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Blond ambition: Hair-raising tales of shoddy work

With the release of House of the Dragon, the much-anticipated Game of Thrones prequel, some of the fuss has centred on a surprising angle – the wigs.

As many commentators have noticed, they are embarrassingly shoddy, especially considering the show’s $200 million budget.

Unlike many of the wigs in GOT, they were not made with real human hair (most likely because these kinds of wigs are incredibly expensive), and the colours chosen did not complement the actors’ skin tones.

This might seem like an isolated incident, but it points to a larger problem in the entertainment industry.

In a Facebook post, which I came across this week, commentator Nolan Yost detailed some of the serious lack of quality in current TV costumes.

I should make something inescapably clear: Ceatives within the TV industry are not wholly responsible for the subpar offerings of the last few years. While it can be tempting to make fun of hair and costumes for being inaccurate and crappy, the ethical implications of this situation should be considered.

Blond ambition: Hair-raising tales of shoddy work

Nolan Yost points out some cheap shortcuts on costumes and hair. Source: Facebook

Unfortunately, costumiers are at the mercy of a system that prioritises speedy production. No matter the budget or form, new shows are being rushed into production at alarming rates, with many being greenlit, made and released within a year or two.

In this environment, people are simply not given enough time to create high-quality work, often having to make do with cheap and unconvincing materials. 

As Yost explains, House of the Dragon, the recently released Game of Thrones prequel series, is one of the more recent examples of this phenomenon – the wigs, in particular, have been harshly criticised. Despite the show’s huge budget, the production used synthetic hair in its wigs, and they look dreadfully fake.

It’s particularly disappointing, given the original GOT series was celebrated for its costumes and mostly well-executed hairstyles.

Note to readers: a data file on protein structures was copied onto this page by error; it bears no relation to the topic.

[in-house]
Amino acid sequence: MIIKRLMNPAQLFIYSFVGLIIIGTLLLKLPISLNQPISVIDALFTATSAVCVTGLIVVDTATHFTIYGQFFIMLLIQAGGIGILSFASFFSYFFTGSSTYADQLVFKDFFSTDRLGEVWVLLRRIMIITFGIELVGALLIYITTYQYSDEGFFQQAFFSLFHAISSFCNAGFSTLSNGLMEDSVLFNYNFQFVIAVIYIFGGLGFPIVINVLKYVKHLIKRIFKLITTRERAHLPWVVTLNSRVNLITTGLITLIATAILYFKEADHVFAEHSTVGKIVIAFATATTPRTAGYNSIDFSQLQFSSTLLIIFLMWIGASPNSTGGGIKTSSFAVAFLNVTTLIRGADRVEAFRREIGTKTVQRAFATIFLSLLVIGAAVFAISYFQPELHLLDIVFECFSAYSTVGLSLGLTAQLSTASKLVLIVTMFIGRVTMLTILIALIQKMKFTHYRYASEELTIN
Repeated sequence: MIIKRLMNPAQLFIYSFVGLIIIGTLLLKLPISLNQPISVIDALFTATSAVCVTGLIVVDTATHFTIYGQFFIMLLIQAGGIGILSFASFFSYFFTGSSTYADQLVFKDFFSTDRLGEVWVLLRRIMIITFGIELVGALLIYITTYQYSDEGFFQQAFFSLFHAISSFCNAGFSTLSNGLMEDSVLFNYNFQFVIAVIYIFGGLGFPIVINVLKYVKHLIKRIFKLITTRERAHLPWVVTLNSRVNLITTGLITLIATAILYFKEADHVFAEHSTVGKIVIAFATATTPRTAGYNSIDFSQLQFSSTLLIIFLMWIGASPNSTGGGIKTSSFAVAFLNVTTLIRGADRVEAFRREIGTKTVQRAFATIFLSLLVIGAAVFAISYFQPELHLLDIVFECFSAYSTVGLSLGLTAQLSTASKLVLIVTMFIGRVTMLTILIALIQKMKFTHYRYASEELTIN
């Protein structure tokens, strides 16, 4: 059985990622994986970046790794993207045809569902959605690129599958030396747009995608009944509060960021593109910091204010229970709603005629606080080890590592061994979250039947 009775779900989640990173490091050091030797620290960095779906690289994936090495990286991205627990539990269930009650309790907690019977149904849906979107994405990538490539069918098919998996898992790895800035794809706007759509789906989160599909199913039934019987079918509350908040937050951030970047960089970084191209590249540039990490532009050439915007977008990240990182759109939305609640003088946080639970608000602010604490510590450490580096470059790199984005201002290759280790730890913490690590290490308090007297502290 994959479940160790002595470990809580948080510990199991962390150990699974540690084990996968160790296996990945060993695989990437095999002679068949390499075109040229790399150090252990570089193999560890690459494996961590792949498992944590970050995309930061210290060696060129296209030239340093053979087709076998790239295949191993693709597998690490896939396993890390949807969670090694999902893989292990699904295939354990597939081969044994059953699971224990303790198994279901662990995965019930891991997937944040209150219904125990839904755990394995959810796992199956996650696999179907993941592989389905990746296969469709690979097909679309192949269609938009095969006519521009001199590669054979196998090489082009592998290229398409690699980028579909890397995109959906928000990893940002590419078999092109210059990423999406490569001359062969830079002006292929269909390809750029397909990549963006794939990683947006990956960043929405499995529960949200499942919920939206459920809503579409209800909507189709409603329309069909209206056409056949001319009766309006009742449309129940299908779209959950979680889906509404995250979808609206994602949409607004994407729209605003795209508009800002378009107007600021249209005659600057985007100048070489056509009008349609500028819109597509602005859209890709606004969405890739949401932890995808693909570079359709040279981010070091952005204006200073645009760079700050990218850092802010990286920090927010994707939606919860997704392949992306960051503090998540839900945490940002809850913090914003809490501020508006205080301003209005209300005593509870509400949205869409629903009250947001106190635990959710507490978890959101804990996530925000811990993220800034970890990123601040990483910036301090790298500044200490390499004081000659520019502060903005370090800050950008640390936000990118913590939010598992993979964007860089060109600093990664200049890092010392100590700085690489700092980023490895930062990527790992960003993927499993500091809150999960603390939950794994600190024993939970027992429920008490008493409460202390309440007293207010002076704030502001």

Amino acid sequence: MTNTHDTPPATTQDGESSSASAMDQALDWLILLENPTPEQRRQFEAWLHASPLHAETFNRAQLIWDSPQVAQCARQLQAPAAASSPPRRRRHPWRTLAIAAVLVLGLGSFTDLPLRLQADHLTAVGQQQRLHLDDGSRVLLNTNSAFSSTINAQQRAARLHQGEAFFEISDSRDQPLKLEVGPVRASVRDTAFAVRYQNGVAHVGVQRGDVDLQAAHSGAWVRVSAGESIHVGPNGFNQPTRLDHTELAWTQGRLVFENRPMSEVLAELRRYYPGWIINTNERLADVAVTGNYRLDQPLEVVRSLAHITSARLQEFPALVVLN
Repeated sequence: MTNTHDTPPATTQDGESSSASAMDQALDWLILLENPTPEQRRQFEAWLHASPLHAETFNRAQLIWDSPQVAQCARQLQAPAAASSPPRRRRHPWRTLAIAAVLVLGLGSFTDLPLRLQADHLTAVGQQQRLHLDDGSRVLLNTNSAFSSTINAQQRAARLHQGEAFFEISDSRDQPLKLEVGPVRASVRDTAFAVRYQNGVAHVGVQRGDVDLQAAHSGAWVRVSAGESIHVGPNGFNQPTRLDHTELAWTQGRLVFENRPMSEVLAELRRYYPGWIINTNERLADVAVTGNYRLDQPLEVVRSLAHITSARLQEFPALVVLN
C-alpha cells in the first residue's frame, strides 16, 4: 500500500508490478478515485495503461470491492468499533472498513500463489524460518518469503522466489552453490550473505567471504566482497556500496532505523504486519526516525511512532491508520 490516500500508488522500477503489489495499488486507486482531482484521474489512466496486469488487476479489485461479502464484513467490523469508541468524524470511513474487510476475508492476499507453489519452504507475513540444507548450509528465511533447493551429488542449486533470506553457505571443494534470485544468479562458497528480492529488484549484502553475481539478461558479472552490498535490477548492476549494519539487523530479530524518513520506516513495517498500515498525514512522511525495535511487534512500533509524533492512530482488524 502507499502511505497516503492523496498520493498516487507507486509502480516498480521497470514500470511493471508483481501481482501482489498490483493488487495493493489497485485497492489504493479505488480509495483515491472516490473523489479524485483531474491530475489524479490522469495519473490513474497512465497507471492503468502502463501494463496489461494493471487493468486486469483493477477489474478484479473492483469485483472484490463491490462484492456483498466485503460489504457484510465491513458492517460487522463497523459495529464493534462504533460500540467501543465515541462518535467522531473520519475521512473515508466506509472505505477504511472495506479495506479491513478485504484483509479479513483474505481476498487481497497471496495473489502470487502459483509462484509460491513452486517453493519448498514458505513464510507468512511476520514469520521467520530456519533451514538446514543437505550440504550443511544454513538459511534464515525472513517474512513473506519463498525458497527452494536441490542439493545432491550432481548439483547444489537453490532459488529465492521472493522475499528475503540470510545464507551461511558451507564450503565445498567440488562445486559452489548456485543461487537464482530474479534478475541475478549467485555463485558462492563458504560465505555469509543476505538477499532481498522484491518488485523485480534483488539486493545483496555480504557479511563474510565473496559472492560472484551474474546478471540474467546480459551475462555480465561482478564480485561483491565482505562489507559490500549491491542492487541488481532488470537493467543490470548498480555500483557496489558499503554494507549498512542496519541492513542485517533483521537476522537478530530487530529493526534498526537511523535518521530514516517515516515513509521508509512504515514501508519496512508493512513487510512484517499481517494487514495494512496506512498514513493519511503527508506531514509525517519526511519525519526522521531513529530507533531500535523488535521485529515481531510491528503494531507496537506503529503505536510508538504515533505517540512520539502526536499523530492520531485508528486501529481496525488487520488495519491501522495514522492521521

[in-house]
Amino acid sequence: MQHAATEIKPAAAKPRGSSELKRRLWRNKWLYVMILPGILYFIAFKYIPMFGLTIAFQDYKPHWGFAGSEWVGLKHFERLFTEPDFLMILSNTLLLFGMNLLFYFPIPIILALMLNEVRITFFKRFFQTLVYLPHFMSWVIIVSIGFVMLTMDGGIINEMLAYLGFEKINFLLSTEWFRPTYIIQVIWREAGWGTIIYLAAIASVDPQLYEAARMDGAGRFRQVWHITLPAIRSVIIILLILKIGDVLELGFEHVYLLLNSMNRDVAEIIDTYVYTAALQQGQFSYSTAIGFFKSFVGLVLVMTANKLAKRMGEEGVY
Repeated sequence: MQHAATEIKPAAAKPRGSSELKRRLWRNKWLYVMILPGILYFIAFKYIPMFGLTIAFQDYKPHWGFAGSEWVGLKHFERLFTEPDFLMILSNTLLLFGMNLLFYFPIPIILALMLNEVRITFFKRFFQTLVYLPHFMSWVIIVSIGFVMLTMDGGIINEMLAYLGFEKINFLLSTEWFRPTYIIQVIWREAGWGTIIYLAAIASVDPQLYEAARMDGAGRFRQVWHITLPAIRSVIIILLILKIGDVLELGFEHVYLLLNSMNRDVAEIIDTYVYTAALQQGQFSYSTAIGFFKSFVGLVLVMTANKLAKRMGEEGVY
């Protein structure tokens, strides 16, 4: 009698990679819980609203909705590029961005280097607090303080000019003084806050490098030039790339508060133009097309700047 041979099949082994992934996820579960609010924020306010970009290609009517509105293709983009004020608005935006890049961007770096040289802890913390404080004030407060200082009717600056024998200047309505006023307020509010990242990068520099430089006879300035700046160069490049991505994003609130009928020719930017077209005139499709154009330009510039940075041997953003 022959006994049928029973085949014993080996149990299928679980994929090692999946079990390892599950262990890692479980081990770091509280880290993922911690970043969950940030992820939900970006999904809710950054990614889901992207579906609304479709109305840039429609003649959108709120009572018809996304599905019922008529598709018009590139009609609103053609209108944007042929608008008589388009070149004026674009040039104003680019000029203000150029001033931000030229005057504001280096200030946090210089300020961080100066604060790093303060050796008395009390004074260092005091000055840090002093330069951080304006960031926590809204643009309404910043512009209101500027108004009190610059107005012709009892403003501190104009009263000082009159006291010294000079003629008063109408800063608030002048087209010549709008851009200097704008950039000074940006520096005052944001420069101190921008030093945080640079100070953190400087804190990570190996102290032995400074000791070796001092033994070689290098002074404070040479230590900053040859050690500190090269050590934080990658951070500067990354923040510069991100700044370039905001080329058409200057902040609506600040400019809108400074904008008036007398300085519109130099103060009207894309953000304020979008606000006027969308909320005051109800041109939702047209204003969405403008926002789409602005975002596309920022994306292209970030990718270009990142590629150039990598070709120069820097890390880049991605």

“The Shein Era of Mass Media” – as Yost calls it, after the maker of cheap, synthetic clothes – extends to film.

Blond ambition: Hair-raising tales of shoddy work

Tony Stark (Robert Downey Jr.) in Avengers Endgame, wearing a CGI Quantum Realm suit.

2019’s Avengers Endgame featured CGI Quantum Realm suits because production started before they could be finalised. Although the effects on these suits are convincing enough, it is frustrating to discover that studios are so willing to rush film shoots that CG artists are forced to clean up the mess, while also being terribly underpaid and rushed.

This conveyor belt style of filmmaking is not universal: 2020’s The Queen’s Gambit is a masterclass in period-accurate costuming, with the costumiers taking great pains to present 1960s style beautifully.

Series such as Euphoria feature well-chosen, stylish costumes and hair, proving that contemporary looks can be much higher in quality than they are often given credit for, and can be created in a relatively pleasant environment.

Even some truly awful cinematic looks of the past are admirable because they came to exist in an era when the designers’ desire to take real risks was more accepted. This new system does not allow this kind of passion to flourish; creatives are expected to churn out whatever their higher-ups demand of them, leading to passionless, clinical costumes and hairstyles.

Poor-quality costuming and hair are just a problem now, but there is a trend.

Blond ambition: Hair-raising tales of shoddy work

Great costuming: Beth Harmon (Anya Taylor-Joy) in The Queen’s Gambit.

Series such as Bridgerton have also come under fire for featuring shoddily sewn garments, and historically inaccurate hair is a near inevitability no matter the era of film you study. As someone who writes about film and TV costumes, this trend of bad outfits and hair is infuriating to no end.

While this new era of filmmaking isn’t a sign that no good costumes will ever exist again, audiences and workers alike should be cautious. If studios continue to greenlight projects and allocate so little time to get them made, this cycle will keep going.

For the foreseeable future, it seems that industry giants are unwilling to provide more time to create acceptable aesthetics, which is a crying shame, as employees are exploited by authority figures with little to no regard for their wellbeing or the quality of their work.

In short, you can’t hurry costumes; you just have to wait.


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